Ortha Evra Makers Knew Pill Was Dangerous Says Connecticut Attorney Michael Stratton
Johnson & Johnson, the makers of Ortho Evra, presented its birth control product to the U.S. in 2001. Ortho Evra is a birth control patch that is administered through the skin, transdermally, once per week.
New Haven, CT (Law Firm Newswire) December 24, 2010 - More than 5 million women have used the patch since it was approved and more than 40 million patches have been sold. However, there have been complications and even deaths reported – more than 2,400 cases – indicating that Ortho Evra is the cause. There is even more disturbing evidence that reveals Johnson & Johnson actually knew about Ortho Evra’s potential risk before launching their product.
There have been claims that Ortho Evra administers 60 percent more estrogen into the body than the conventional birth control pill, which can cause blood clots and strokes in even young women and women who never had any history of disease. The risk with Ortho Evra is three times higher than the average oral contraception.
Two lawsuits filed against Johnson & Johnson by its two former Vice Presidents, Dr. Patrick Caubel and Dr. Joel Lippman, claim they knew about the risk the patch had and warned the company, but to no avail. Johnson & Johnson launched the product anyway and did not issue a recall. Dr. Caubel resigned because he knew about the overwhelming, compelling evidence and the company didn’t do anything about it, saying that it became unbearable for him to continue on with the company. Dr. Lippman, however, was terminated after he blew the whistle on the dangerous risks that the patch posed, and is suing the company for unlawful termination.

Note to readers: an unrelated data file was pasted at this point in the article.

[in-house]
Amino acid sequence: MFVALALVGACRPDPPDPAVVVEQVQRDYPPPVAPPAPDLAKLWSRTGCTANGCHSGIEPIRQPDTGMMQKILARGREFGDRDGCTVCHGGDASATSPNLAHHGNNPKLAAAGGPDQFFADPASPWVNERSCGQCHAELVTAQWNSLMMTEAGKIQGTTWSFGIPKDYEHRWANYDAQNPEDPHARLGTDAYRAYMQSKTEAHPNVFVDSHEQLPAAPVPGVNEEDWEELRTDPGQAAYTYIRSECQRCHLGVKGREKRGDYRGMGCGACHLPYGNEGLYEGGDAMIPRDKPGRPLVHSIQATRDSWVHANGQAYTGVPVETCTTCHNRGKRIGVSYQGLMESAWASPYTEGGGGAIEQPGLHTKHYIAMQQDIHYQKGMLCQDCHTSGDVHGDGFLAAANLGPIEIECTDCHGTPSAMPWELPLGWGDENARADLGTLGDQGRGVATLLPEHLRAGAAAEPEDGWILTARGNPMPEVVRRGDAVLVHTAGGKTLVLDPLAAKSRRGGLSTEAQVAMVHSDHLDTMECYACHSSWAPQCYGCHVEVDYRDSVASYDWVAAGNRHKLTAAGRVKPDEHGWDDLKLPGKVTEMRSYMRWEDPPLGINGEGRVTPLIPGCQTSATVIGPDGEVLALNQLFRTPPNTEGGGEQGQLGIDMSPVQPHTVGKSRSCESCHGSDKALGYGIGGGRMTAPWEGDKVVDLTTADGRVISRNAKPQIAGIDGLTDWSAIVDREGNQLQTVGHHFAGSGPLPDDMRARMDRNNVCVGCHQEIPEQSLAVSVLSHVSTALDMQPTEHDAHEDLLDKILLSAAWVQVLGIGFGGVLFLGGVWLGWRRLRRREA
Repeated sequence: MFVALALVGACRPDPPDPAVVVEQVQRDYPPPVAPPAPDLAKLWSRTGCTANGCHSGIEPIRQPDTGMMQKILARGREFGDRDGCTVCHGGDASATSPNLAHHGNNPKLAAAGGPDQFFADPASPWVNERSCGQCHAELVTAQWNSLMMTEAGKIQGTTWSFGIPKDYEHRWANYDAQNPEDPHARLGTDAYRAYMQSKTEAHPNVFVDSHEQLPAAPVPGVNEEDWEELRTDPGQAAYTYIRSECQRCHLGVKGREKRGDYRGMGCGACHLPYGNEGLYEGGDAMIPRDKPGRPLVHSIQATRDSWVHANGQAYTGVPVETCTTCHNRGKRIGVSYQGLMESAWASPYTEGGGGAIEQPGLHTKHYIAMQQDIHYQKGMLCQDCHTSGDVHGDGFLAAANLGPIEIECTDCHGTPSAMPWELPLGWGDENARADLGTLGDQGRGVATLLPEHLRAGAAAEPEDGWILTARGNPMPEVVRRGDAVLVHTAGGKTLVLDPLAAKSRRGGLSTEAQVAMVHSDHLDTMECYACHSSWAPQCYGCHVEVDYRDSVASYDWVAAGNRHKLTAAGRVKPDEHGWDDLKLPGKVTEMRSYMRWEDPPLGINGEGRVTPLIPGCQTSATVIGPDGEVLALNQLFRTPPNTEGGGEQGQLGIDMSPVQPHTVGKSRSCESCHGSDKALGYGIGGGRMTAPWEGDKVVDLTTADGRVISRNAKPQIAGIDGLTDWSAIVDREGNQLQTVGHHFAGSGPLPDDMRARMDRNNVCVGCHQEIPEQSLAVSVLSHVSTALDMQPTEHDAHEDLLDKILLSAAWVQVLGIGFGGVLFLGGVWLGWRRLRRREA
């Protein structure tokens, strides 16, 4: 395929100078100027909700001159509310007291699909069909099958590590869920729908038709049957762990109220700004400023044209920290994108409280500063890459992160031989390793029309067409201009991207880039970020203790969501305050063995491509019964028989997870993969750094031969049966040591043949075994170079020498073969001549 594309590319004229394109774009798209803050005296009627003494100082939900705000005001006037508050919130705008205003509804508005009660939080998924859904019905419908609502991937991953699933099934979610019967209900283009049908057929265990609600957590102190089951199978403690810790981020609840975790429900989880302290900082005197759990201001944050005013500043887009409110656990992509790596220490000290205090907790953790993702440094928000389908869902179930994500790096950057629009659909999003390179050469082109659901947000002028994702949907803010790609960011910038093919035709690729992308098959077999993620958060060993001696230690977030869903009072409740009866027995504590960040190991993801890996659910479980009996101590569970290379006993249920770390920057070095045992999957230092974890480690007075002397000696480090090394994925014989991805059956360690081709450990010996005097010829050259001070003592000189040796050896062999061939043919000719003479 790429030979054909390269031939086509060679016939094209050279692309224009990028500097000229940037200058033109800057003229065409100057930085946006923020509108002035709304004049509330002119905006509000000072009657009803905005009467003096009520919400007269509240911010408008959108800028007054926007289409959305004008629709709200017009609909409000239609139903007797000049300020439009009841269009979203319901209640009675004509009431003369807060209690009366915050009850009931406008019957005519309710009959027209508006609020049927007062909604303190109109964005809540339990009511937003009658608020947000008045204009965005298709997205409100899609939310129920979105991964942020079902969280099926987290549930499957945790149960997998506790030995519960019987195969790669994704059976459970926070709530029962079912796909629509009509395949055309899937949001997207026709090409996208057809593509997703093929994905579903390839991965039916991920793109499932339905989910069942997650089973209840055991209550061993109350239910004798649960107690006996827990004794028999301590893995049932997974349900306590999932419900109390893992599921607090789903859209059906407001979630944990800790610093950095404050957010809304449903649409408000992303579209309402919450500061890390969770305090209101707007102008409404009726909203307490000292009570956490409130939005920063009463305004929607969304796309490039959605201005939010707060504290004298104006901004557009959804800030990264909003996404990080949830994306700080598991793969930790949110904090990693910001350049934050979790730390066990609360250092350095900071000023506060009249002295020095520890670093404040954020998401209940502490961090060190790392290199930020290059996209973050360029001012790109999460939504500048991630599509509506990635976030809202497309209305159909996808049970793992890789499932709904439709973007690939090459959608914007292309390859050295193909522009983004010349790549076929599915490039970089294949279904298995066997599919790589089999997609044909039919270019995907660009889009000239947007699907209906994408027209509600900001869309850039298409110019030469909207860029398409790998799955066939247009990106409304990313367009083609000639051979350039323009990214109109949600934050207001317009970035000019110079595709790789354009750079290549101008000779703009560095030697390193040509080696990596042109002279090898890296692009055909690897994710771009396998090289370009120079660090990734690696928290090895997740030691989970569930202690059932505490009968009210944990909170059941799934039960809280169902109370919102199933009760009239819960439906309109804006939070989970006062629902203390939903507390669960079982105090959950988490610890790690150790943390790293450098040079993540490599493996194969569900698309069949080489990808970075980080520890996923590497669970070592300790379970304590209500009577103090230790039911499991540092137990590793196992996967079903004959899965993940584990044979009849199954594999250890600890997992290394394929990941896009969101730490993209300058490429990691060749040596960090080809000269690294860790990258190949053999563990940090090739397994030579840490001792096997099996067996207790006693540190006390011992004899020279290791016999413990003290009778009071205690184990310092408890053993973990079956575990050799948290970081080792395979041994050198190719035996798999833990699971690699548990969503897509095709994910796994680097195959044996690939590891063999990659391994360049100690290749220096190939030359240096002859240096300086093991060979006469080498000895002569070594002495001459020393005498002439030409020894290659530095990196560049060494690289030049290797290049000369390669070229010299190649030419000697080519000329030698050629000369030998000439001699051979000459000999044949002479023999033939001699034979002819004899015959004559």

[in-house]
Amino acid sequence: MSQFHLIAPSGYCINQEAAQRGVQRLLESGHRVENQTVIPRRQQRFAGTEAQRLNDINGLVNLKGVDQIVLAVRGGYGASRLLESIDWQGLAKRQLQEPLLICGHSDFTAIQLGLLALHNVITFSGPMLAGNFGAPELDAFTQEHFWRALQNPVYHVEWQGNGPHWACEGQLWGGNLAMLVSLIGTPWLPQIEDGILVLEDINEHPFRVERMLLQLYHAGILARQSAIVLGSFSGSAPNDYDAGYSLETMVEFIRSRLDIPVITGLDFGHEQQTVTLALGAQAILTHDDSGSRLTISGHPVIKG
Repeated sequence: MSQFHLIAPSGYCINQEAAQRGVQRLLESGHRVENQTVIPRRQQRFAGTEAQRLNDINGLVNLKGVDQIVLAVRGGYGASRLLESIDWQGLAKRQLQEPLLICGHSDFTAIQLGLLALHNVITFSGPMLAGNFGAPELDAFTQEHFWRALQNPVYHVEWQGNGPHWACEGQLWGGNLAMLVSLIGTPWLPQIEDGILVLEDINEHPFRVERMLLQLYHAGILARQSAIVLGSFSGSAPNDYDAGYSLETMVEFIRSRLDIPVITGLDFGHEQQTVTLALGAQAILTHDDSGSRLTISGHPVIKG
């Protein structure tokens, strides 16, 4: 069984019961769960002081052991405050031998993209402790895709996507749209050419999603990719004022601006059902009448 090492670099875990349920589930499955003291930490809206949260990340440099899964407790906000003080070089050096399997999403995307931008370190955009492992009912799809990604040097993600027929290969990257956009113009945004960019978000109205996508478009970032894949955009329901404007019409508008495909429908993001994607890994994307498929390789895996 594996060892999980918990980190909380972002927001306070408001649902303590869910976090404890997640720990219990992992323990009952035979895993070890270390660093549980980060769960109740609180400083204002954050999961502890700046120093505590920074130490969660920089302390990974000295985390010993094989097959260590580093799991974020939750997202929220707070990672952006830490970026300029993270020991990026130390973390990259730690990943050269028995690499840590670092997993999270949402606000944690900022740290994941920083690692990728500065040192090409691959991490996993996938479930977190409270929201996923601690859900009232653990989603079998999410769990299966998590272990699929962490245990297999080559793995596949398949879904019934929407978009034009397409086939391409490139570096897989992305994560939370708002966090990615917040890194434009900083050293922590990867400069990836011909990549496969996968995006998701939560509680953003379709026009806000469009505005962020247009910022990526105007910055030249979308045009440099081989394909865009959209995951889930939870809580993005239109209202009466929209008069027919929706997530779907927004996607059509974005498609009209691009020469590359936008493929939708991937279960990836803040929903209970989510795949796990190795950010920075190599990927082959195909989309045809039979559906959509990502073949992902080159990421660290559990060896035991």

“It’s amazing that the drug is still on the market and even now, new cases are rolling in from the harm done by Ortha Evra,” said Michael A. Stratton, from Connecticut based Stratton Faxon Law Firm said. “One should consult a physician before abruptly stopping the patch and one should consult a qualified personal injury lawyer if you believe to be suffering from injuries or know a loved one who had died as a result of this product. We should make the drug-makers accountable.”
Watchdog group Public Citizen issued a petition to the FDA requesting that the patch be recalled and banned in 2008. However, the FDA has not responded to the petition as of yet and the patch is still on the market. Johnson & Johnson had revamped the warning material on Ortho Evra that women who are at risk should not use the patch and other potential side effects.
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